Here Maryland sits, neither overwhelmingly great nor stupefyingly dreadful, as it closes out its most ardous stretch of the season.
The Terrapins are 15-5 overall, 3-4 in the ACC and a decidedly borderline postseason candidate entering Wednesday's trip to Florida State.
There are, to be sure, plenty of games remaining between now and the end of the regular season --- at least a dozen, maybe a couple more. But the prism through which this Maryland outfit is view might be solidifying.
So it was fascinating to watch Mark Turgeon attempt to set (or reset) how his second Terps team is gauged in the weeks to come.
"Expectations sometimes get ahead of the team," Turgeon said Tuesday. "We have to remember where we were last year and where we are today."
So, about those two places in time. ...
Last year, Maryland was a 17-15 team with one potent scorer (Terrell Stoglin) and little consistent interior play. It faced a narrow path to victory on most nights, narrower still when it didn't have Alex Len in the first 10 games or Pe'Shon Howard in the season's opening and closing stretches.
It was, put simply, a team with modest talent and not nearly enough of an aptitude for defense. It relied heavily on one player to carry the offensive load.
This year, the Terps are quite young, with four freshmen and three sophomores logging considerable time. Seven of the top eight players in minutes during conference play are freshmen or sophomores. The team's lone fourth-year senior, James Padgett, has drifted into single-digit minutes territory. Junior point guard Pe'Shon Howard lost his starting job this month.
It is also a roster mostly of Turgeon's creation; only two of the 10 regulars played for Maryland before the coach's arrival less than two years ago. And it is undeniably a more talented roster than last season's, even if some holes still remain.
It wasn't unreasonable to think the Terps would make a run at an NCAA tournament bid this season, and perhaps even vie for more once Dez Wells was declared eligible in November. But how much more?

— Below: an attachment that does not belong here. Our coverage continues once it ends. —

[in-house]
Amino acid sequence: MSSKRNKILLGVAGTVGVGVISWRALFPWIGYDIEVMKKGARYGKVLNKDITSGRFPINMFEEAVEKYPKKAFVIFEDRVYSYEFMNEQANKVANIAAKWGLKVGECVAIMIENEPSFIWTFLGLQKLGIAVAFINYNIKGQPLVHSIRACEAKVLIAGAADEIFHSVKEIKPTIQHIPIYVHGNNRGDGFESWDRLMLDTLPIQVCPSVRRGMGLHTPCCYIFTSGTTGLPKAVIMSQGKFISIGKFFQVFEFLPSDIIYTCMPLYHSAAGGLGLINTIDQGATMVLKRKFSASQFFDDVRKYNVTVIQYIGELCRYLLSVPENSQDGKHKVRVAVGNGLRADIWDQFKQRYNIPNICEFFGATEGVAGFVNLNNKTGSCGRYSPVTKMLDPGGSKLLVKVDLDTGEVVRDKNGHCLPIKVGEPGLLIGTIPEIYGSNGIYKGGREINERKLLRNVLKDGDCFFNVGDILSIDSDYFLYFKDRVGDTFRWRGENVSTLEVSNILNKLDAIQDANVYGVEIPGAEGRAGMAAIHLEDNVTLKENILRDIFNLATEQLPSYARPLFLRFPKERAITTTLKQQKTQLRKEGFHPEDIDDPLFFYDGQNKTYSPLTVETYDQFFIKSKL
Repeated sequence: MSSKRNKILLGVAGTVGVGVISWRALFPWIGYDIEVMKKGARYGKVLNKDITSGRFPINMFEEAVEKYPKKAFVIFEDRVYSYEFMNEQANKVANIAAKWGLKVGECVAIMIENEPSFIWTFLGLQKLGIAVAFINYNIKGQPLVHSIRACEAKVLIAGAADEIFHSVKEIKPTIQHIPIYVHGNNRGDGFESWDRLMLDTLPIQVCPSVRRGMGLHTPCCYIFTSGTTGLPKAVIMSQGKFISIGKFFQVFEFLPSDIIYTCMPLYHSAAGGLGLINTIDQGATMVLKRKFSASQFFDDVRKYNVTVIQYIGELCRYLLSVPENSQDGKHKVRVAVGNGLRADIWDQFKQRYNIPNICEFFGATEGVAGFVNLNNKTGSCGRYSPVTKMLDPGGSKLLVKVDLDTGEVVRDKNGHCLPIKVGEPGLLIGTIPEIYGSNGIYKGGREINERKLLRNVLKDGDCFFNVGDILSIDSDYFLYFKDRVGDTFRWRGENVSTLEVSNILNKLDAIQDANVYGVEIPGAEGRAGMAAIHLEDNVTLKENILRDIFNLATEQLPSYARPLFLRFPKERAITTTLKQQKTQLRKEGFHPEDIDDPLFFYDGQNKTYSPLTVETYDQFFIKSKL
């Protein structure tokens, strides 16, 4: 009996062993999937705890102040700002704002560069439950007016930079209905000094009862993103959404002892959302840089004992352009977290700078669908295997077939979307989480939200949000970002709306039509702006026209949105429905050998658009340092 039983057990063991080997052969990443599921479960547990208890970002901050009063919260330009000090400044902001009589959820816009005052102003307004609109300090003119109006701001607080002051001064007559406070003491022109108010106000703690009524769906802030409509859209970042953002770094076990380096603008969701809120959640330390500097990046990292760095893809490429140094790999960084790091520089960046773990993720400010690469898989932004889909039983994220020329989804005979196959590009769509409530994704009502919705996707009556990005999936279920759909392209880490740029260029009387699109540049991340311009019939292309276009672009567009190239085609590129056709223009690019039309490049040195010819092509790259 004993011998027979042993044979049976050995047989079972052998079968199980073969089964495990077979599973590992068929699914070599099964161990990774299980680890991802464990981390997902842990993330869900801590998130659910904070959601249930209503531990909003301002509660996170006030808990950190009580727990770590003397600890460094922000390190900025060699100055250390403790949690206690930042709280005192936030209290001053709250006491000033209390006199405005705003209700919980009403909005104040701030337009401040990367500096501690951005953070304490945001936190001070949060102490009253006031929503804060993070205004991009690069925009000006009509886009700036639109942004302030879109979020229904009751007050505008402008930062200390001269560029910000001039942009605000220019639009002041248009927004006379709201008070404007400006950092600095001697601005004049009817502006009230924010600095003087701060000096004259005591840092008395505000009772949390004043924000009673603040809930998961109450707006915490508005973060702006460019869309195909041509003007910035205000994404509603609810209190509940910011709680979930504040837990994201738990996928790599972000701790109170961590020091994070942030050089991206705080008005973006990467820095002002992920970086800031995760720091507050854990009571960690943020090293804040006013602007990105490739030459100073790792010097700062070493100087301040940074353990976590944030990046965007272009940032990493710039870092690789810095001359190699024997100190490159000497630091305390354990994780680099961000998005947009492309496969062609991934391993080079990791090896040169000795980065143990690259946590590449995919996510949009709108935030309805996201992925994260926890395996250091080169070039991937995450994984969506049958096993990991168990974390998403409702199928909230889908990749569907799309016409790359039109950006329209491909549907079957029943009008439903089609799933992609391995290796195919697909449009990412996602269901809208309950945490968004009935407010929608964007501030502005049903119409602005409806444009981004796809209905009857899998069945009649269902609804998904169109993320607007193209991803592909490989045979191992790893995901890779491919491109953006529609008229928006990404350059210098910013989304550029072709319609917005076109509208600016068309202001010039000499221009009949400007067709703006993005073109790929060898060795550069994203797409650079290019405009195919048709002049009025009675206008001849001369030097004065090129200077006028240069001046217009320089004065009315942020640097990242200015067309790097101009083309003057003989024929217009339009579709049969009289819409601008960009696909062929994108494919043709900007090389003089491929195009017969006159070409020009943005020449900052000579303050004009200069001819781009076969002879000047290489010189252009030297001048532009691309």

Turgeon wasn't going there. But he does have an idea what he believes is in play.
"At this level, unless you’re [Kentucky coach John] Calipari, you don’t go from 17-15 to the national championship game," Turgeon said. "You just don’t. We’re improved. We’re better. The league’s better. It’s more of a challenge. I know there’s some people around here who think we should be in the Final Four, but they’re not realistic. Who knows where we’ll be two months from now. We could be a heck of a team. But we have a lot of improving to do to do that. I like the way we’re heading."
It's tough to guess exactly who that message was aimed at. Is it players who might have thought things would be easy after a 13-1 start? Or fans who for some reason or another were stunned Maryland encountered an angry Duke team Saturday?
(There's also the outside chance the message was intended for scribes, but let's be serious: It almost certainly was not).
Turgeon isn't wrong in his latest attempt to manage expectations (he did quite a bit of that in the preseason, too), even if his message surely won't be welcomed by the less patient members of his team's fanbase. The Terps, however promising they appeared to be, aren't a juggernaut. They do, however, possess the foundation of a strong team in a few years.
At least that's what Turgeon hopes. He sees seven upperclassmen as a core that will remain together for a while. While that might not happen (Alex Len probably isn't a four-year college player, for example), it doesn't change the current state of affairs.
"We’re a young team, but I don’t think it’s an excuse," center Shaquille Cleare said. "A lot of teams around the country have a lot of young players and they’re playing well together. I wouldn’t use that as an excuse. He’s right [in that] we have a lot of growing up to do and still have to mature a lot."
The maturity issue is a big one for Turgeon, who benched guard Seth Allen for the first half Saturday after he was late for a meeting. Yet there are also on-court issues to contend with, such as impatience on offense and poor shot selection.
"Sometimes we don’t have to takethe big shot or the long shot," guard Nick Faust said. "I feel like it’s just on us and excute beter and be more mature."
And what of his own choices?
"You’ll always be like ‘That was a bad shot,’" Faust said. "But the flip side of that is if you make it, it’s a great shot. It’s just whether it goes in or not."
That is likely an oversimplification of what constitutes a prudent choice and a poor one on offense. It also reflects precisely what Turgeon is working with in his second season, a group of players still in the early stages of their basketball development.
And so the Terps are 15-5, neither a sure-fire NCAA tournament team nor a smoldering dumpster fire. They might not become either before the season is out, but the future beyond that is promising.
That's the truth Turgeon effectively offered up Tuesday, offering a hint of his own optimism about the long-term trajectory of the program without going overboard on what the next month or so might yield.
"It’s not like we’re 5-15," Turgeon said. "We’re right in the middle, right where we need to be. I’ve been here before. We just have to start playing better and practicing better, and I think we will. I think we’re in good shape. ... I think the future looks pretty good. I hope the future starts Wednesday night."
--- Patrick Stevens